The idea that ordinary people should be able to expect stable jobs with decent wages, a good work-life balance, and a reasonable standard of living in retirement, is now depicted as old-fashioned. Instead, in the name of modernisation, reform and flexibility, working people are told to lower their expectations. They should work longer and more unsociable hours in less stable jobs with fewer entitlements. They should expect their work to earn an ever-dwindling share of the national wealth. And they should be grateful for the opportunity to do so. ‘You may speak very freely, but the one thing you have no right to do is complain’, Macron once told a group of pensioners, who were angry about an earlier raid of their pension pots.

Of course, the pension strikes are by no means the first mass rebellion against Macron’s vision for France. The gilets jaunes began their weekly protests over a year ago. And just as with the yellow vests, the police response to the pension strikes has been brutal. Officers have been filmed firing rubber bullets at point-blank range. Teargas has been fired with reckless abandon. Violent repression is the order of the day under Macron’s ‘liberalising’ regime.

French workers are defending their living standards against a ruthless establishment. They deserve our solidarity.

Fraser Myers is a staff writer at spiked and host of the spiked podcast. Follow him on Twitter: @FraserMyers.

Picture by: Getty

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Comments

botalap botalap

21st January 2020 at 4:11 pm

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Forlorn Dream

15th January 2020 at 7:00 pm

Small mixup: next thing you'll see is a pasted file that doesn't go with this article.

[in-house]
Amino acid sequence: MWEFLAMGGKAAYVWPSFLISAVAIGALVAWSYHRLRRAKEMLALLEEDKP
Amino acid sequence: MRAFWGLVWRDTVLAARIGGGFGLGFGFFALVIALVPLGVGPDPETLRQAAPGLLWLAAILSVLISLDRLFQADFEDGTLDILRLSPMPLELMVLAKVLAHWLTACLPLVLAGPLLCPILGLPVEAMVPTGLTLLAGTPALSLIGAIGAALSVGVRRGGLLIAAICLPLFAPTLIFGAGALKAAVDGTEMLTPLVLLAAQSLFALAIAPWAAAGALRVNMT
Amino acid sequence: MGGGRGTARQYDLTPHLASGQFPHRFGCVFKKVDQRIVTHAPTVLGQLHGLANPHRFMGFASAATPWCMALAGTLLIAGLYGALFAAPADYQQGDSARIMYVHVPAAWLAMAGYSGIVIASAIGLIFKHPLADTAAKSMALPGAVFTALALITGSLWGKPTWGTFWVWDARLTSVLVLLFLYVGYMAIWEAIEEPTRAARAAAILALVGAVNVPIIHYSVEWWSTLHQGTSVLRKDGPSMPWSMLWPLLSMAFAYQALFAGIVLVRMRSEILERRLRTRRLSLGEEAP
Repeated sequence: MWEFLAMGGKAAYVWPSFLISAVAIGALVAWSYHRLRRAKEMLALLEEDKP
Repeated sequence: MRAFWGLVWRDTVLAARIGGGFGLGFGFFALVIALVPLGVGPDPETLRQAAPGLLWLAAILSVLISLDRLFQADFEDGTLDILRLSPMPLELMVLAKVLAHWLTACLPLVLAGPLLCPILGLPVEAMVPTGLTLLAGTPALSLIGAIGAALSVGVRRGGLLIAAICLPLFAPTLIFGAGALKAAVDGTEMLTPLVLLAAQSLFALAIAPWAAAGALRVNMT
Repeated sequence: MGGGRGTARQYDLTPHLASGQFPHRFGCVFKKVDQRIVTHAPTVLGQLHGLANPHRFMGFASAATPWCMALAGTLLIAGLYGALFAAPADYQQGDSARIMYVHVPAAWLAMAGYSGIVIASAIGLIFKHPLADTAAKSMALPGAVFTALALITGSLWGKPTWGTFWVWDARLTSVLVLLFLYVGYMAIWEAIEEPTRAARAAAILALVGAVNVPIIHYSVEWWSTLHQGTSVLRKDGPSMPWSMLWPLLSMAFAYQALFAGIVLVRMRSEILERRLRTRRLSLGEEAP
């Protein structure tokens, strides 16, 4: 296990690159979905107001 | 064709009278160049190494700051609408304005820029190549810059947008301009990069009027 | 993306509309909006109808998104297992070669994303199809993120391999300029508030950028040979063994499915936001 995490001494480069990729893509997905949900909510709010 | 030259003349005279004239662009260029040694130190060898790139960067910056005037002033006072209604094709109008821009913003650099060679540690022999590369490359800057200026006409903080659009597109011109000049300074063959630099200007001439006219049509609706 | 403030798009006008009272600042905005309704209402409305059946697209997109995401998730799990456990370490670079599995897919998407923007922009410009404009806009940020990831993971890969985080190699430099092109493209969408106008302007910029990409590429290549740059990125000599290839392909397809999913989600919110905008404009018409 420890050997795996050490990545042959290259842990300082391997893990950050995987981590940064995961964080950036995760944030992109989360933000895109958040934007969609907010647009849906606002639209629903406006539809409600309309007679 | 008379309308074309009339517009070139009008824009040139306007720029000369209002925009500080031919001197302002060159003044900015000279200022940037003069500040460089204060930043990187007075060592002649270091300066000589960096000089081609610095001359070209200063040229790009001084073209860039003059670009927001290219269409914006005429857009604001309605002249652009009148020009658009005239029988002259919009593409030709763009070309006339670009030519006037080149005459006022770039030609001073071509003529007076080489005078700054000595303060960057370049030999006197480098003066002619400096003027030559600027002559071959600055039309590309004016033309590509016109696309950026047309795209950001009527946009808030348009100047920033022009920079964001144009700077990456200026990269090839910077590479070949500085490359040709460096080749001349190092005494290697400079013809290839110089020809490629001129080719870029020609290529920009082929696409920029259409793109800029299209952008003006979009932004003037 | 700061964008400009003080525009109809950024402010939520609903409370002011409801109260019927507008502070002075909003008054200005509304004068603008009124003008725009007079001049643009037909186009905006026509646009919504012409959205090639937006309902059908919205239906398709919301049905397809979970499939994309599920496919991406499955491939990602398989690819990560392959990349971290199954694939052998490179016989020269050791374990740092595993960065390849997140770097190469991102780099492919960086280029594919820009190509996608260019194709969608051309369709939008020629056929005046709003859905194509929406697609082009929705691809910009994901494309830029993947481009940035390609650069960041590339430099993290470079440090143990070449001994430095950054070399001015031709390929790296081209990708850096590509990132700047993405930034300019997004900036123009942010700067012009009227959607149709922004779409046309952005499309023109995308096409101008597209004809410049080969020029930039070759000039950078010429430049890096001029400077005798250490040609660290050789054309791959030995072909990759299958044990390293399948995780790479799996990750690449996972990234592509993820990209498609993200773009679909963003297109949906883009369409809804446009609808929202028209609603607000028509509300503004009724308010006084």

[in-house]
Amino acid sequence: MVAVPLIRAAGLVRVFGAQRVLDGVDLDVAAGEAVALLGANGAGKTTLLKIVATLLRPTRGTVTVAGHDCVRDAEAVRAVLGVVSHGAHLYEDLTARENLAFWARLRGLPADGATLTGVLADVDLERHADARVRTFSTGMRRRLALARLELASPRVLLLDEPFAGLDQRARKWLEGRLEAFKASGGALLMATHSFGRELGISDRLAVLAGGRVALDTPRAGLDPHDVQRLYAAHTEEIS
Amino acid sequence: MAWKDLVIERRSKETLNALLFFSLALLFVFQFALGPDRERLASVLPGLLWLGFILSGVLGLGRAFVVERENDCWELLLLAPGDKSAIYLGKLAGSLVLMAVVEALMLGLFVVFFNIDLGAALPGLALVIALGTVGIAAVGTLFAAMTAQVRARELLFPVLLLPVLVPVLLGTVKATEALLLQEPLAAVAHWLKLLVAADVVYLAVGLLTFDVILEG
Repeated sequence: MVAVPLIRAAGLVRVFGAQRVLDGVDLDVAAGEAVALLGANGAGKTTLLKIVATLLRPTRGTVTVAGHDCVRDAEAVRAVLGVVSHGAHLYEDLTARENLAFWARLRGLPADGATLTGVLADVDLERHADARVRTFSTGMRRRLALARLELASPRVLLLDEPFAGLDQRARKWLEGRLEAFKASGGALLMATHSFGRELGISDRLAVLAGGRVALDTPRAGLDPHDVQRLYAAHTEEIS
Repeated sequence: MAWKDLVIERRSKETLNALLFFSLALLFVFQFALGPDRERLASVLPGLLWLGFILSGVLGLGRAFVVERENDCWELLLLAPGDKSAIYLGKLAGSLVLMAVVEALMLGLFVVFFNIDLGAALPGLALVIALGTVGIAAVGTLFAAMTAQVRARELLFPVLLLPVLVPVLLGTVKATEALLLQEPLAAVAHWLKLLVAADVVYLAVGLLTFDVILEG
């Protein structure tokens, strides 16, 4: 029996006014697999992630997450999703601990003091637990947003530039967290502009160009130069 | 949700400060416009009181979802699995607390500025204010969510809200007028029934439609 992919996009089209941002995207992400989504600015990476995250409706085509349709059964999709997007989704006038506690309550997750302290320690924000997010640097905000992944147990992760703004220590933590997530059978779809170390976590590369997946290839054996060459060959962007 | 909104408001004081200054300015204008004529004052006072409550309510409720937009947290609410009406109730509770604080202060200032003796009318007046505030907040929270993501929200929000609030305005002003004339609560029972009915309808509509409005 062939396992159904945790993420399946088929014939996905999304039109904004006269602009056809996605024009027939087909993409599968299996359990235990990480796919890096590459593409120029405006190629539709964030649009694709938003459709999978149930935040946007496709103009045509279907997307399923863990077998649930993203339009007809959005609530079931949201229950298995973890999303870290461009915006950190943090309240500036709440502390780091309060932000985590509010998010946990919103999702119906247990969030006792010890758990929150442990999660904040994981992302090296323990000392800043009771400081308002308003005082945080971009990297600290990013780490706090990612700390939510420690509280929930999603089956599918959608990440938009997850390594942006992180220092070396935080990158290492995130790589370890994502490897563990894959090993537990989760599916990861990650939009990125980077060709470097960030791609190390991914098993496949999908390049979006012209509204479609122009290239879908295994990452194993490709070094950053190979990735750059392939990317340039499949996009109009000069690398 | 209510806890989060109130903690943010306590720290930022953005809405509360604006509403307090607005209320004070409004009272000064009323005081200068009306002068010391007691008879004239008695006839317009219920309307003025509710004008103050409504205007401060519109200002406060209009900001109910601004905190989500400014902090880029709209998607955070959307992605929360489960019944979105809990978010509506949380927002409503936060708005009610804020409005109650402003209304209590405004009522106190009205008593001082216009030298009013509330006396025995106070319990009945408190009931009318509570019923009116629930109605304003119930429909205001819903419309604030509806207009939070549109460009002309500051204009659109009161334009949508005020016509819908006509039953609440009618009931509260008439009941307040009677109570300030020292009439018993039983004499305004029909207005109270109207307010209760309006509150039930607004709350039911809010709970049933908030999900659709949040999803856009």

The French revolution seems to have come full circle. I wonder when they’re going to storm the Bastille and set up a guillotine.

John Winward

15th January 2020 at 11:56 am

Although the événements of the last few months have beeen mostly studiously ignored by the main UK press, little Owen Jones did weigh in how shocked he was to learn that pensioners in France may receive as little as 1,000 Euros a month.

A Henson

14th January 2020 at 9:29 pm

Is this a problem made worse by a common currency. The pensions need reform because the country can’t afford them (if we take the argument at face value). That would mean , without the Euro, that the long term value of the Franc would weaken. Eventually, with the politicians ignoring the issue, the Franc would decline, pensions would be cheaper, wages would be lowered and no one would be motivated to go on strike or take drastic action.
But with the Euro reflecting a price, and future price, that is not based on the French economy then the only way to settle the Pension shortfall is painful.

Gareth Edward KING

14th January 2020 at 1:54 pm

God I love the French! What is it in their national character that makes them so apparently radical? It’s a wonder they ever joined the Common Market-EEC-EU! Bring on next year’s General Election! Emperor Macron can’t possibly win again! Visca el Frexit! (Pardon my Catalonian!).